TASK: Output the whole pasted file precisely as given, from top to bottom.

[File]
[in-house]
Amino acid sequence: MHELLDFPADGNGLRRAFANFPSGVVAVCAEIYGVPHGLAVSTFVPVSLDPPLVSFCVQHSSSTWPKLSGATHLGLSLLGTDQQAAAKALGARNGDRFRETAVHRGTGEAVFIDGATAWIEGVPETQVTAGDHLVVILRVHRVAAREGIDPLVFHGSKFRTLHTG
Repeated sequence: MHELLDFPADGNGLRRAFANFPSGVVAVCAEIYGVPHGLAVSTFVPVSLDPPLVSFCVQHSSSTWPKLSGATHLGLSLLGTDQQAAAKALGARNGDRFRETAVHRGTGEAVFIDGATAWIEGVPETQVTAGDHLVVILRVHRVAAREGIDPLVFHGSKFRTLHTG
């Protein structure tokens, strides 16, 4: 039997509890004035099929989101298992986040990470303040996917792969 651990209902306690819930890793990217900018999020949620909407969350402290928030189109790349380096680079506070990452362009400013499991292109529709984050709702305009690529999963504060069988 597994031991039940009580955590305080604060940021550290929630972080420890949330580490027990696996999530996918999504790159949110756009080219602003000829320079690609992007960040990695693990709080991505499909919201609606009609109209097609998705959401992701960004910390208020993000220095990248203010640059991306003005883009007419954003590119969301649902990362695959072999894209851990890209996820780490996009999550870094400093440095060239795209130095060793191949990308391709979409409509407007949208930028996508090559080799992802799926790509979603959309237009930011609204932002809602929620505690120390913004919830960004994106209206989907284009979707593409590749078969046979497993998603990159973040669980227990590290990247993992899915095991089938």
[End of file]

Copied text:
[in-house]
Amino acid sequence: MHELLDFPADGNGLRRAFANFPSGVVAVCAEIYGVPHGLAVSTFVPVSLDPPLVSFCVQHSSSTWPKLSGATHLGLSLLGTDQQAAAKALGARNGDRFRETAVHRGTGEAVFIDGATAWIEGVPETQVTAGDHLVVILRVHRVAAREGIDPLVFHGSKFRTLHTG
Repeated sequence: MHELLDFPADGNGLRRAFANFPSGVVAVCAEIYGVPHGLAVSTFVPVSLDPPLVSFCVQHSSSTWPKLSGATHLGLSLLGTDQQAAAKALGARNGDRFRETAVHRGTGEAVFIDGATAWIEGVPETQVTAGDHLVVILRVHRVAAREGIDPLVFHGSKFRTLHTG
């Protein structure tokens, strides 16, 4: 039997509890004035099929989101298992986040990470303040996917792969 651990209902306690819930890793990217900018999020949620909407969350402290928030189109790349380096680079506070990452362009400013499991292109529709984050709702305009690529999963504060069988 597994031991039940009580955590305080604060940021550290929630972080420890949330580490027990696996999530996918999504790159949110756009080219602003000829320079690609992007960040990695693990709080991505499909919201609606009609109209097609998705959401992701960004910390208020993000220095990248203010640059991306003005883009007419954003590119969301649902990362695959072999894209851990890209996820780490996009999550870094400093440095060239795209130095060793191949990308391709979409409509407007949208930028996508090559080799992802799926790509979603959309237009930011609204932002809602929620505690120390913004919830960004994106209206989907284009979707593409590749078969046979497993998603990159973040669980227990590290990247993992899915095991089938």